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alone were to blame in the matter of the Partition treaty. The knowledge of this treaty had provoked such wrath at Madrid, that the Spanish ambassador at London published a declaration so insolent that William commanded him to leave,-a measure which was retaliated by the dismissal from Spain of the English and Dutch ambassadors.' The revelation of the secret of the treaty was attributed to Louis, as the readiest way to obtain something better than those Italian possessions of Spain which the treaty gave him. * The dying king was tormented, on one side, by the importunities of his queen and her confessor, to favour the emperor; on the other side, the Cardinal Porto-Carrero subdued the mind, always feeble, but now prostrate in superstition, by arts which Rome counts among its most precious accomplishments, The wretched prince was first terrified into the belief that his health was affected by sorcery; and the cardinal then procured a Capuchin monk, “ very intelligent and well practised in matters of enchantment and casting out devils,” to perform the rite of exorcism. Charles was persuaded that his health would be restored if he descended into the vaults of the Escurial, and looked upon the mouldering remains of his ancestors. The coffins of his mother and of his first wife were opened ; and when he saw the face of his loved queen, scarcely yet touched by corruption, he rushed away, exclaiming, “ I shall soon be with her in heaven." Enfeebled in body and mind, the poor king still clung to the idea that he ought to preserve the inheritance of Spain to the Austrian family from which he had sprung. The authority of the pope was called in to determine for him what he ought to do. Innocent XII. decided that the whole Spanish monarchy belonged by right of inheritance to the dauphin ; but to prevent the union of the crowns of Spain and France, it was desirable to give the succession to the duke of Anjou, the dauphin's second son. Thus fortified, Porto-Carrero, and Harcourt, the French ambassador, worked with unremitting energy The wretched man grew worse and worse. Ecclesiastics surrounded his bed to urge, under the penalties of divine wrath, obedience to the councils of the Vatican. The famous Testament which plunged Europe into a war of ten years was signed. The king exclaimed, “Now I am as one of the dead.” When the last breath had departed, after Charles had lingered four weeks,—the duke of Abrantes came forth from the Council, of which Porto Carrero had obtained from Charles the nomination as chief,-and announced that Philip, duke of Anjou, was the sole inheritor of the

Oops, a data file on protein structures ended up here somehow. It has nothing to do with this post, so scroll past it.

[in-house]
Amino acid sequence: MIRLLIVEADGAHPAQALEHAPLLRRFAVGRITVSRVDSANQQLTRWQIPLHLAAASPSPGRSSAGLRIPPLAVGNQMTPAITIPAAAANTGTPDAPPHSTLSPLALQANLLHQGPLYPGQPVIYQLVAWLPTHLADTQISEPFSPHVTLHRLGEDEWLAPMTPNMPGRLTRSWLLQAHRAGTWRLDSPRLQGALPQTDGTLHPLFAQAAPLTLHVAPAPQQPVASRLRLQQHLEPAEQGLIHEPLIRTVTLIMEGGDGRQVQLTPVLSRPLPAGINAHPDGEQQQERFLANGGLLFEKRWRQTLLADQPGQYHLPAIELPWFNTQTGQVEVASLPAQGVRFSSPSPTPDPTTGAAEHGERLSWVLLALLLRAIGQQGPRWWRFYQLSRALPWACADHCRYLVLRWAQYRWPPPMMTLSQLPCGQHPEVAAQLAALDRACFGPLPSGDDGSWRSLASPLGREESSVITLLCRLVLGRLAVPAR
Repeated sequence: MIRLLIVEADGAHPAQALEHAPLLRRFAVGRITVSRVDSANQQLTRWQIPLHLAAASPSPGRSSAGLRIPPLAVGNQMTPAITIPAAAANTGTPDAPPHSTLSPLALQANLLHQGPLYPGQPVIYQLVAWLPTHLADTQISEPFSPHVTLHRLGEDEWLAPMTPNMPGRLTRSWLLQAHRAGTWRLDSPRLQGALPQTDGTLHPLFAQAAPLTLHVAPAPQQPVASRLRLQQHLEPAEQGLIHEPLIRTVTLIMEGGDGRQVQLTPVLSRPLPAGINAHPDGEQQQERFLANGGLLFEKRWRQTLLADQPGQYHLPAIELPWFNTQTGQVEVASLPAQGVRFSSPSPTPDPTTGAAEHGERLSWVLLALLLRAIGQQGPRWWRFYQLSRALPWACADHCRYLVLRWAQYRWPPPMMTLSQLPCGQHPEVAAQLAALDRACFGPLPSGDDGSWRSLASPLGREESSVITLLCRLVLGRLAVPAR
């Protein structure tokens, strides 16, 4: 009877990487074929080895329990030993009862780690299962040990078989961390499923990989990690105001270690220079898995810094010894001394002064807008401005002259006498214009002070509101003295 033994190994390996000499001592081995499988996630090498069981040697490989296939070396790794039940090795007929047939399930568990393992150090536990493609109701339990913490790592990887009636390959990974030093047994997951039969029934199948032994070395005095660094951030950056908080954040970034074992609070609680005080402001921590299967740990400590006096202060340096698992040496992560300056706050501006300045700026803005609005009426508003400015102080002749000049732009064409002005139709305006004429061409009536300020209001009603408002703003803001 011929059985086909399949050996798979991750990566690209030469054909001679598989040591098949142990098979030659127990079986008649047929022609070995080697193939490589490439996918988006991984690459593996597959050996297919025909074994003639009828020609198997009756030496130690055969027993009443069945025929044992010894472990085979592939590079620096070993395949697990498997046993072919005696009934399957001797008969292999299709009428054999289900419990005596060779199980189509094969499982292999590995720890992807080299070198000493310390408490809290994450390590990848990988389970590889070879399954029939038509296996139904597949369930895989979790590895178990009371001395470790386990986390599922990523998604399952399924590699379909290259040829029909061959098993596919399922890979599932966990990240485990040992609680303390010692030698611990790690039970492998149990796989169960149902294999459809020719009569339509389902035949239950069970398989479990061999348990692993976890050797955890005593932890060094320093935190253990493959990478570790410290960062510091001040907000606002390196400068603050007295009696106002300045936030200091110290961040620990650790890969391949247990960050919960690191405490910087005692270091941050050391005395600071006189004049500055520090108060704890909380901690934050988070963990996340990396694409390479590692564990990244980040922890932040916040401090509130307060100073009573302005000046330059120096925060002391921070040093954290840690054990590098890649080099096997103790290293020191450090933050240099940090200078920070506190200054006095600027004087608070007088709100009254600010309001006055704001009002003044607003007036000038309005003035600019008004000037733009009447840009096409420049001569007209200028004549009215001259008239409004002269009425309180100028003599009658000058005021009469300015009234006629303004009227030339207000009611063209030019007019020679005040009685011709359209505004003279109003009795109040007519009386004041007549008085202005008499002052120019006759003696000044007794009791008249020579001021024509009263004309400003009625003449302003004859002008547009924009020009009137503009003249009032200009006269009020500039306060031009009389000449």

"Louis," says John Bull, "revealed our whole secret to the deceased lord Strutt, who, in reward to his treachery, and revenge to Frog and me, settled his whole estate upoa the present Philip Baboon."-Arbuthnot.

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vast Spanish monarchy. Saint Simon relates an amusing incident which preceded the formal announcement. Blécourt, the ambassador of France, who was probably in the secret of the will, and count d'Harrach, the ambassador of the emperor, who thought that his master would be the fortunate heir, were anxiously waiting in the crowd around the council door. Abrantes came out; looked a moment at Blécourt; then turned his eyes another way, and fixing them on d'Harrach, moved towards him, embraced him, and thus spoke: “Sir, it is with much pleasure,”—bows and reciprocal embraces—“Yes, Sir, it is with extreme joy, that for the rest of my life," more embraces, “and with the greatest contentment that I part from you, and take my leave of the august House of Austria.”